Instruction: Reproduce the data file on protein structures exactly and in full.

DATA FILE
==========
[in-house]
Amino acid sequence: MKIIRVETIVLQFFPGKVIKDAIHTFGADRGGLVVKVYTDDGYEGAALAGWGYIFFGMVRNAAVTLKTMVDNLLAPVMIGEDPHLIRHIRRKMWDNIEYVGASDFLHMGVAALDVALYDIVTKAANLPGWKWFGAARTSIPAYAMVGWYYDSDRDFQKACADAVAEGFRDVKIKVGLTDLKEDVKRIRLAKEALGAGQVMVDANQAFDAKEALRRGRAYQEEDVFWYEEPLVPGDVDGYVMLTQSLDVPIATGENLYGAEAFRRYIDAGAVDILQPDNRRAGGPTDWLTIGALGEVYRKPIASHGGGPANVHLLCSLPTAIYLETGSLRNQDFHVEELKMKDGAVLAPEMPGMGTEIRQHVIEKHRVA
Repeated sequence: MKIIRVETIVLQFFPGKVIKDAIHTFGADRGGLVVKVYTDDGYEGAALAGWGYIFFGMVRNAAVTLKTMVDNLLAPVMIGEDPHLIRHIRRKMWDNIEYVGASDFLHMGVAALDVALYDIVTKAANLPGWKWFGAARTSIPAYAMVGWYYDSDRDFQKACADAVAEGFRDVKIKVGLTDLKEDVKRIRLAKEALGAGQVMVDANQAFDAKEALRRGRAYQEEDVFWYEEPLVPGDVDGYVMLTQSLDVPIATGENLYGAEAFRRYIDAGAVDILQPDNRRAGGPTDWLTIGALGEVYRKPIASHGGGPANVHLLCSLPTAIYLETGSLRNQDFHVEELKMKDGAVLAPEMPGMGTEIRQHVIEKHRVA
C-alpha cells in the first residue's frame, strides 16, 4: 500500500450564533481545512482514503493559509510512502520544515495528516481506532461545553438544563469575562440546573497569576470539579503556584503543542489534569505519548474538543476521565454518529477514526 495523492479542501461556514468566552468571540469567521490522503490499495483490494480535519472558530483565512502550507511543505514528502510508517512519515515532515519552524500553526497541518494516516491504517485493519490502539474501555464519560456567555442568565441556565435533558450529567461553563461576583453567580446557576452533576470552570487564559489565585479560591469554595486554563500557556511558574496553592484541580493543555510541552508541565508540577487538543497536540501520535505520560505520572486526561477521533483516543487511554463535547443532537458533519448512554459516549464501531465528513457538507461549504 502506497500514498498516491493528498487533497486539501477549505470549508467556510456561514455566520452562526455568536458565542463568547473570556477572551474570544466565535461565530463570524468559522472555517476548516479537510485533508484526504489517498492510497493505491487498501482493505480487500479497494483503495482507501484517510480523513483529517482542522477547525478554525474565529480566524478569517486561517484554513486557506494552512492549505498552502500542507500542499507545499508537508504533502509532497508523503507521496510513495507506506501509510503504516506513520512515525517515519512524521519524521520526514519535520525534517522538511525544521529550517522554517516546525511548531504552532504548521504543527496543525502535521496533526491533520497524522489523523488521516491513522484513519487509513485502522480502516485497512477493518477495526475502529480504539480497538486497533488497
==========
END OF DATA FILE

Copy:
[in-house]
Amino acid sequence: MKIIRVETIVLQFFPGKVIKDAIHTFGADRGGLVVKVYTDDGYEGAALAGWGYIFFGMVRNAAVTLKTMVDNLLAPVMIGEDPHLIRHIRRKMWDNIEYVGASDFLHMGVAALDVALYDIVTKAANLPGWKWFGAARTSIPAYAMVGWYYDSDRDFQKACADAVAEGFRDVKIKVGLTDLKEDVKRIRLAKEALGAGQVMVDANQAFDAKEALRRGRAYQEEDVFWYEEPLVPGDVDGYVMLTQSLDVPIATGENLYGAEAFRRYIDAGAVDILQPDNRRAGGPTDWLTIGALGEVYRKPIASHGGGPANVHLLCSLPTAIYLETGSLRNQDFHVEELKMKDGAVLAPEMPGMGTEIRQHVIEKHRVA
Repeated sequence: MKIIRVETIVLQFFPGKVIKDAIHTFGADRGGLVVKVYTDDGYEGAALAGWGYIFFGMVRNAAVTLKTMVDNLLAPVMIGEDPHLIRHIRRKMWDNIEYVGASDFLHMGVAALDVALYDIVTKAANLPGWKWFGAARTSIPAYAMVGWYYDSDRDFQKACADAVAEGFRDVKIKVGLTDLKEDVKRIRLAKEALGAGQVMVDANQAFDAKEALRRGRAYQEEDVFWYEEPLVPGDVDGYVMLTQSLDVPIATGENLYGAEAFRRYIDAGAVDILQPDNRRAGGPTDWLTIGALGEVYRKPIASHGGGPANVHLLCSLPTAIYLETGSLRNQDFHVEELKMKDGAVLAPEMPGMGTEIRQHVIEKHRVA
C-alpha cells in the first residue's frame, strides 16, 4: 500500500450564533481545512482514503493559509510512502520544515495528516481506532461545553438544563469575562440546573497569576470539579503556584503543542489534569505519548474538543476521565454518529477514526 495523492479542501461556514468566552468571540469567521490522503490499495483490494480535519472558530483565512502550507511543505514528502510508517512519515515532515519552524500553526497541518494516516491504517485493519490502539474501555464519560456567555442568565441556565435533558450529567461553563461576583453567580446557576452533576470552570487564559489565585479560591469554595486554563500557556511558574496553592484541580493543555510541552508541565508540577487538543497536540501520535505520560505520572486526561477521533483516543487511554463535547443532537458533519448512554459516549464501531465528513457538507461549504 502506497500514498498516491493528498487533497486539501477549505470549508467556510456561514455566520452562526455568536458565542463568547473570556477572551474570544466565535461565530463570524468559522472555517476548516479537510485533508484526504489517498492510497493505491487498501482493505480487500479497494483503495482507501484517510480523513483529517482542522477547525478554525474565529480566524478569517486561517484554513486557506494552512492549505498552502500542507500542499507545499508537508504533502509532497508523503507521496510513495507506506501509510503504516506513520512515525517515519512524521519524521520526514519535520525534517522538511525544521529550517522554517516546525511548531504552532504548521504543527496543525502535521496533526491533520497524522489523523488521516491513522484513519487509513485502522480502516485497512477493518477495526475502529480504539480497538486497533488497